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An Xiao Busingye Mina  www.anxiaostudio.com


Pins and stickers from the de Young Museum's Summer of Love exhibition. These were the memes and hashtags of their day, symbols and slogans that united national and international movements and created the grounding for larger activist narratives. Poet Allen Ginsburg advocated for "masses of flowers" at protests, as a symbol of nonviolence in the face of the Vietnam War; this eventually evolved into the "flower power" slogan. It must have seemed like a hopeless time, watching young men being shipped off to war in the backdrop of the first global nuclear threat known to history, while threats of violence from right wing communities marred places like UC Berkeley's campus. It's in this milieu that the peace sign emerged and became popularized, from British designer Gerald Holtom's first pins and signs in 1958 as a stance for nuclear disarmament, onward to a lasting symbol in global consciousness and, well, this: ☮️.

Number 197, by Leonardo Drew, at the DeYoung Museum, made with wood, paint, glue and paper with artificial techniques to make them look naturally aged. From the museum didactic: "While deeply informed by the trajectory of 20th century abstract painting, Drew's work also echoes the rich but long- marginalized vernacular of African-American art traditions from the Deep South." #art

New video interview posted at youtube.com/MeedanTube. Interviewed Madeleine Bair, a human rights researcher and filmmaker who most recently ran the WITNESS Media Lab, about the video curator's journey and the different stakeholders one needs to take into account when curating a video documenting human rights abuses. Here's a snippet of the 6 minute video from the Responsible Data Forum, hosted by Meedan and the Engine Room at the Stockholm Internet Forum. I had an unsteady hand because it had been a while since I'd done video and we filmed this impromptu. But it was nice to pick up the camera again, and Madeleine is herself a wonderful subject to interview. #SIF17

Convertible backpack design, prototype 1 for function and shape study, by @ksenia_oojh. Backpack, tote and satchel forms, with upright shape when placed on the ground. A bag for the digital nomad, adaptable and ready for different social contexts and content weights. Start with a backpack for long haul days and multiple layovers; shift to a tote for business meetings and conferences; then a crossover for a more casual jaunt through the city; and drop the bag on the ground by your side while sitting down for a quick coffee meeting, knowing that what you need is at arm's length away. We are testing it out now in the field -- your feedback, positive and negative, is welcome, along with rationales! Video iteration 1.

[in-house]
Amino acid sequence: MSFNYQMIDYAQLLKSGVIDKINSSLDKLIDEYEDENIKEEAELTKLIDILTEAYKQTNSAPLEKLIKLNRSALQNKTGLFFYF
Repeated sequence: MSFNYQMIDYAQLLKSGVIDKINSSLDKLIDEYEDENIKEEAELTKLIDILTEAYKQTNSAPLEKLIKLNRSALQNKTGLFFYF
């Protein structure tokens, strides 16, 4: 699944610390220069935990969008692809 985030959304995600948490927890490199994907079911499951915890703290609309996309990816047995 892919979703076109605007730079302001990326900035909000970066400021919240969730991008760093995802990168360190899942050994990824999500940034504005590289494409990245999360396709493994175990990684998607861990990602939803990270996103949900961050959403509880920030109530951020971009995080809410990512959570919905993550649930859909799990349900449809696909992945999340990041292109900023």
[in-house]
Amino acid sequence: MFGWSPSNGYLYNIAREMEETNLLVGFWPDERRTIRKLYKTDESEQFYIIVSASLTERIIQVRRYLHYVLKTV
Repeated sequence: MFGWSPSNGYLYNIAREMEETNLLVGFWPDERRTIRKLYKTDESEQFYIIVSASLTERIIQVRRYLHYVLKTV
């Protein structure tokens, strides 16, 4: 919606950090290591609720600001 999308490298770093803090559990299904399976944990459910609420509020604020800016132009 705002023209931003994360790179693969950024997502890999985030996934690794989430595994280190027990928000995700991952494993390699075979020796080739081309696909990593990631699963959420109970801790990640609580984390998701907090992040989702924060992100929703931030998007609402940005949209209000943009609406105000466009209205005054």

Pulse was a year ago. Photo from the Equality March in San Jose.

Those New York City days. Photo by @hragv

Film stills, working on something new (featuring artist Babirye Leilah Burns)

Motion and stillness study. Görlitzer Park, Berlin.

Something I appreciated about the Museum of Things: how they chose to represent multiplicity. So often, objects are displayed on their own, without the design context in which they are made. Much of object culture today is about riffs, remixes, revisions. Showing the range of variation is a way to show that no design exists of its own accord; it is frequently in aesthetic dialogue with others. What is new, perhaps, is how the internet enables a broader range of dialogue, and global shipping networks extend their reach. As well, in a highly distributed manufacturing ecosystem, sometimes an origin idea or maker is not possible to find.

It helps to remember that brand name goods are a 20th century (and arguably Western) phenomenon whose influence continues today. As the Museum of Things explains, brands evolve to help consumers decide what was quality. In many ways it was a response to increased production and competition. These Manoli cigarette brand designs came from the German Werkbund's efforts to improve the typography of brands. Museum of Things, Berlin.

The Merchandise Marks Act of 1887 introduced the concept of labeling something as "Made in...". In this case, "Made in Germany" came to be synonymous with inferior goods, which were being labeled as U.K. brands before the Act was passed. Back then, Germany also prohibited the import of certain products, to help spur local industry. The convention continues today, and variations help show how the origins of an object can influence perceptions of its value and quality. Museum of Things, Berlin.

Here is a ledger of 11 million Jews, from the meeting minutes at the Wannsee Conference, which depicted genocide as an issue of logistics management. After seeing Sachsenhausen Concentration Camp in person, I felt the need to understand how such a place could be built, and such unspeakable things could happen. The full minutes were displayed in the same historic room where the relevant department heads agreed on the Final Solution and the mechanisms of the Holocaust reached full coordination. It took years to build up to this moment, starting with propaganda posters and rhetoric, incitement of hate crimes, destruction of the press, ghettoization, sterilization, deportations, gas trucks, labor camps tucked away in places people would never see. By this point, the bureaucracy was in place, and decisions were made while draped in the understated elegance of a villa with Romanesque flourishes.

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